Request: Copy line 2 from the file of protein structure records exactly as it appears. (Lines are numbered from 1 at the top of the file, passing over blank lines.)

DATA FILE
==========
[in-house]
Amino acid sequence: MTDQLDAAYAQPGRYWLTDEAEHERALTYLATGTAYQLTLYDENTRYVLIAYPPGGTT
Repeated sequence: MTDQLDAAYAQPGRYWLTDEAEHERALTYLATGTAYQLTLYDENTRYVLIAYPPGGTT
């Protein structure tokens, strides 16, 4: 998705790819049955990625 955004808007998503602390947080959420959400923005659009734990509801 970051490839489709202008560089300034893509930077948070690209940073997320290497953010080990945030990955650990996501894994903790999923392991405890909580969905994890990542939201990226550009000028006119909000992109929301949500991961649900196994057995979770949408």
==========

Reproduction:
Amino acid sequence: MTDQLDAAYAQPGRYWLTDEAEHERALTYLATGTAYQLTLYDENTRYVLIAYPPGGTT